Fixed versus adjustable rate loans
A fixed-rate loan features the same payment amount over the life of your loan. The property taxes and homeowners insurance will increase over time, but for the most part, payment amounts on these types of loans vary little.
At the beginning of a a fixed-rate loan, most of the payment goes toward interest. This proportion reverses as the loan ages.
Borrowers might choose a fixed-rate loan in order to lock in a low rate. Borrowers select fixed-rate loans when interest rates are low and they wish to lock in this lower rate. If you have an Adjustable Rate Mortgage (ARM) now, refinancing into a fixed-rate loan can provide more consistency in monthly payments. If you have an Adjustable Rate Mortgage (ARM) now, we'd love to assist you in locking a fixed-rate at the best rate currently available. Call Affinity Mortgage Brokers at 719-425-2226 for details.
There are many different types of Adjustable Rate Mortgages. Generally, the interest rates on ARMs are based on an outside index. Some examples of outside indexes are: the 6-month Certificate of Deposit (CD) rate, the one-year Treasury Security rate, the Federal Home Loan Bank's 11th District Cost of Funds Index (COFI), or others.
Most ARM programs have a cap that protects you from sudden monthly payment increases. Some ARMs won't adjust more than two percent per year, regardless of the underlying interest rate. Sometimes an ARM has a "payment cap" that guarantees that your payment won't go above a certain amount over the course of a given year. Plus, almost all ARMs feature a "lifetime cap" — your interest rate can never exceed the cap amount.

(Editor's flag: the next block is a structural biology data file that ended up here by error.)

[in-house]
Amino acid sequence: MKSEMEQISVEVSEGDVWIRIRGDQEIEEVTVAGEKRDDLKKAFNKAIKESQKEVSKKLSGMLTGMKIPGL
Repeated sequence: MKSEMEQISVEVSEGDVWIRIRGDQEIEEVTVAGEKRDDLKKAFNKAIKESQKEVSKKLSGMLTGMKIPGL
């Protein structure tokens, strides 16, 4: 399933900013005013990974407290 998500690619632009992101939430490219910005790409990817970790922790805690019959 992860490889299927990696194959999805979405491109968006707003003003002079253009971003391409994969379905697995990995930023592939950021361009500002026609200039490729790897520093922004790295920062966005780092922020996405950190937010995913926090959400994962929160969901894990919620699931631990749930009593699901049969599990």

ARMs most often feature their lowest rates toward the start. They provide the lower interest rate for an initial period that varies greatly. You've likely read about 5/1 or 3/1 ARMs. For these loans, the introductory rate is fixed for three or five years. After this period it adjusts every year. These types of loans are fixed for 3 or 5 years, then they adjust after the initial period. These loans are often best for borrowers who expect to move in three or five years. These types of adjustable rate loans benefit people who plan to move before the loan adjusts.
Most borrowers who choose ARMs choose them when they want to take advantage of lower introductory rates and do not plan to remain in the home longer than the initial low-rate period. ARMs can be risky in a down market because homeowners can get stuck with rates that go up if they can't sell their home or refinance at the lower property value.
Have questions about mortgage loans? Call us at 719-425-2226. It's our job to answer these questions and many others, so we're happy to help!